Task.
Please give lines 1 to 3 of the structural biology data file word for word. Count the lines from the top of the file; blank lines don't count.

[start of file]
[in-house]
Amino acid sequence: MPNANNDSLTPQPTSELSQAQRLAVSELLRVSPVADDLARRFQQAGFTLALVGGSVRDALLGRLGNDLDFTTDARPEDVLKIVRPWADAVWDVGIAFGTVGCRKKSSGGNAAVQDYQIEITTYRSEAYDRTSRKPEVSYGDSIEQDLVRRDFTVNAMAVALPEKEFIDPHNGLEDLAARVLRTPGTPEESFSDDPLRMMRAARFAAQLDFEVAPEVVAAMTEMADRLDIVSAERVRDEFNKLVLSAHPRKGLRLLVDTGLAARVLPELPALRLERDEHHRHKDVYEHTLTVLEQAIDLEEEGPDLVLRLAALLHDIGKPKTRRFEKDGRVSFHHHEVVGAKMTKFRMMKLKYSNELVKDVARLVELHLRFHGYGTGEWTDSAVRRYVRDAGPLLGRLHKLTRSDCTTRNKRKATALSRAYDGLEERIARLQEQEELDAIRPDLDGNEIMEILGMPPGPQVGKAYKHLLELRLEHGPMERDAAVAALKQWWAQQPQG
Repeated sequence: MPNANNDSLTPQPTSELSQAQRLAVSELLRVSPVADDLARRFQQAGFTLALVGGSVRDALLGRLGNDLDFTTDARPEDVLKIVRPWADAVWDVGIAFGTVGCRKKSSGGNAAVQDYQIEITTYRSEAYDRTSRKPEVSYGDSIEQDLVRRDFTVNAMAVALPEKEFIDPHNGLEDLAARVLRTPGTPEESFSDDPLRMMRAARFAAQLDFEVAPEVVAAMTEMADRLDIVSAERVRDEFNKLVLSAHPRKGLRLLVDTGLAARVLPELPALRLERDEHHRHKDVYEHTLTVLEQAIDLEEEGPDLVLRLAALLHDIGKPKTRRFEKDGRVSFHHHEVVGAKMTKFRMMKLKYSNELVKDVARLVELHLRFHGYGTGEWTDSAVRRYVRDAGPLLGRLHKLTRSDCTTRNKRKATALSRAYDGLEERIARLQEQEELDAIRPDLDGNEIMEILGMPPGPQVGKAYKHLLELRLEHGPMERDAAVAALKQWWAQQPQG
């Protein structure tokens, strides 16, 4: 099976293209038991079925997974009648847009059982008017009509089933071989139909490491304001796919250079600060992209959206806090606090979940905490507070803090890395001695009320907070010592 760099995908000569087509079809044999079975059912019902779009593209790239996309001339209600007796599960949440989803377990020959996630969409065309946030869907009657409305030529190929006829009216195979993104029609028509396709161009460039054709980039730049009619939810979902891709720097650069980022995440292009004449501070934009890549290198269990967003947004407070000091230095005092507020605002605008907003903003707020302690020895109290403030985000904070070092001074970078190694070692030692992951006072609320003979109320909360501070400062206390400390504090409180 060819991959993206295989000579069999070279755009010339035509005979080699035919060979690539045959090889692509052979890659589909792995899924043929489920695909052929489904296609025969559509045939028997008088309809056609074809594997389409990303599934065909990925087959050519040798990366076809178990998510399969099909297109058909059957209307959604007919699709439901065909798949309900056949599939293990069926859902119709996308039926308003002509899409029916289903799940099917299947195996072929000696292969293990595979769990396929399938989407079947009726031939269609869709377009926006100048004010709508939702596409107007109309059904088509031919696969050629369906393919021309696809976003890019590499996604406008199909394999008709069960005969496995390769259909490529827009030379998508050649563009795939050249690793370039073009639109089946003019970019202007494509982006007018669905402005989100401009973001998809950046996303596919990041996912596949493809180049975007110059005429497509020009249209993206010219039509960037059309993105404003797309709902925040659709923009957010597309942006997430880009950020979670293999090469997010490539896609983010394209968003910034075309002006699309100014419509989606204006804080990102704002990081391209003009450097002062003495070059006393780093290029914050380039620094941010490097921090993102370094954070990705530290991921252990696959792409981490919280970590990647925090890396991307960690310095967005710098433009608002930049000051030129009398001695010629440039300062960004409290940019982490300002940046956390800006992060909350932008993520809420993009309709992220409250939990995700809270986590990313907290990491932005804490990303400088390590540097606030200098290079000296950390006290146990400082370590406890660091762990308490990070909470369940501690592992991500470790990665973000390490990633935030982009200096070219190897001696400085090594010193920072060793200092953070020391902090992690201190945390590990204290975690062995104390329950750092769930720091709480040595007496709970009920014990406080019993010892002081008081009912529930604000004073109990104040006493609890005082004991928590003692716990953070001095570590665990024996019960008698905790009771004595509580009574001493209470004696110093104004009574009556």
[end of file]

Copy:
[in-house]
Amino acid sequence: MPNANNDSLTPQPTSELSQAQRLAVSELLRVSPVADDLARRFQQAGFTLALVGGSVRDALLGRLGNDLDFTTDARPEDVLKIVRPWADAVWDVGIAFGTVGCRKKSSGGNAAVQDYQIEITTYRSEAYDRTSRKPEVSYGDSIEQDLVRRDFTVNAMAVALPEKEFIDPHNGLEDLAARVLRTPGTPEESFSDDPLRMMRAARFAAQLDFEVAPEVVAAMTEMADRLDIVSAERVRDEFNKLVLSAHPRKGLRLLVDTGLAARVLPELPALRLERDEHHRHKDVYEHTLTVLEQAIDLEEEGPDLVLRLAALLHDIGKPKTRRFEKDGRVSFHHHEVVGAKMTKFRMMKLKYSNELVKDVARLVELHLRFHGYGTGEWTDSAVRRYVRDAGPLLGRLHKLTRSDCTTRNKRKATALSRAYDGLEERIARLQEQEELDAIRPDLDGNEIMEILGMPPGPQVGKAYKHLLELRLEHGPMERDAAVAALKQWWAQQPQG
Repeated sequence: MPNANNDSLTPQPTSELSQAQRLAVSELLRVSPVADDLARRFQQAGFTLALVGGSVRDALLGRLGNDLDFTTDARPEDVLKIVRPWADAVWDVGIAFGTVGCRKKSSGGNAAVQDYQIEITTYRSEAYDRTSRKPEVSYGDSIEQDLVRRDFTVNAMAVALPEKEFIDPHNGLEDLAARVLRTPGTPEESFSDDPLRMMRAARFAAQLDFEVAPEVVAAMTEMADRLDIVSAERVRDEFNKLVLSAHPRKGLRLLVDTGLAARVLPELPALRLERDEHHRHKDVYEHTLTVLEQAIDLEEEGPDLVLRLAALLHDIGKPKTRRFEKDGRVSFHHHEVVGAKMTKFRMMKLKYSNELVKDVARLVELHLRFHGYGTGEWTDSAVRRYVRDAGPLLGRLHKLTRSDCTTRNKRKATALSRAYDGLEERIARLQEQEELDAIRPDLDGNEIMEILGMPPGPQVGKAYKHLLELRLEHGPMERDAAVAALKQWWAQQPQG